U.S. Rep. Melvin L. “Mel” Watt received the 2013 North Carolina A&T State University Human Rights Medal on Feb. 1 during the school’s 53rd Sit-In Anniversary Breakfast.
Watt, 67, was elected to the U.S. House of Representatives in 1992, six years after serving one term in the N.C. Senate. He practiced law for 22 years, specializing in minority business and economic development law in a general practice firm best known for its civil rights work.
As one of only two African Americans elected to Congress from North Carolina in the 20th Century, Watt has been a member of the House Judiciary Committee, the House Financial Services Committee and the Congressional Black Caucus, where he served as chairman in 2005-06.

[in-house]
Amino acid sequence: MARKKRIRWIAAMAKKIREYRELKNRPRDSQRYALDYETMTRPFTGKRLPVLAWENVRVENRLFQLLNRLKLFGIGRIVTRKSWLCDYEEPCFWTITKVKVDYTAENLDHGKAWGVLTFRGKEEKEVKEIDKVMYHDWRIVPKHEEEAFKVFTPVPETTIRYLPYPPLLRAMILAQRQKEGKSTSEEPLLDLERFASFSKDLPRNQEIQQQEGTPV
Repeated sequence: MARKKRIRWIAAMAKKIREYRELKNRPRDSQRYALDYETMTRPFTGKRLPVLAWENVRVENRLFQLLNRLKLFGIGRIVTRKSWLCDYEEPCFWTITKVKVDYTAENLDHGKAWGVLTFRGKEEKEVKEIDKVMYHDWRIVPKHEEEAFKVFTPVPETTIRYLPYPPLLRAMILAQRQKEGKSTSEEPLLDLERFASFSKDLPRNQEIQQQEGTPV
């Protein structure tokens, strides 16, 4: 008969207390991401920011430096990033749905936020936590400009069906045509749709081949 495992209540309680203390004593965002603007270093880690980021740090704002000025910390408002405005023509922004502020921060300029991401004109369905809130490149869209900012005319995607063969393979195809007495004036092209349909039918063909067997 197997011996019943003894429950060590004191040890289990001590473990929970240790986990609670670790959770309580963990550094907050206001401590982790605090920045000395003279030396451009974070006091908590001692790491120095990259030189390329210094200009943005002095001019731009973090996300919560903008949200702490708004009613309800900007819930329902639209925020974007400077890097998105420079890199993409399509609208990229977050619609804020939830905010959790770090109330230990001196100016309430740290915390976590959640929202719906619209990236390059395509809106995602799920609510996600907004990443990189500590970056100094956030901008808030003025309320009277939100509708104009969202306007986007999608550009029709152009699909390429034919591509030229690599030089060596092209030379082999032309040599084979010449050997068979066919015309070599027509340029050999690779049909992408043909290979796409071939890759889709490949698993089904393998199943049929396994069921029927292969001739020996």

The Human Rights Medal is given in recognition of individuals who have strived to correct social injustice and have contributed significantly to the betterment of the world. It is awarded to courageous men and women whose actions reflect those that were demonstrated in 1960 by four A&T freshmen – Ezell Blair Jr. (Jibreel Khazan), Franklin Eugene McCain, Joseph Alfred McNeil and David Richmond Jr. The men led a group of students to take a stand for justice by sitting down and refusing to leave the segregated whites-only lunch counter of the F.W. Woolworth Store in downtown Greensboro. Their nonviolent protest became part of a nationwide movement that led to desegregation.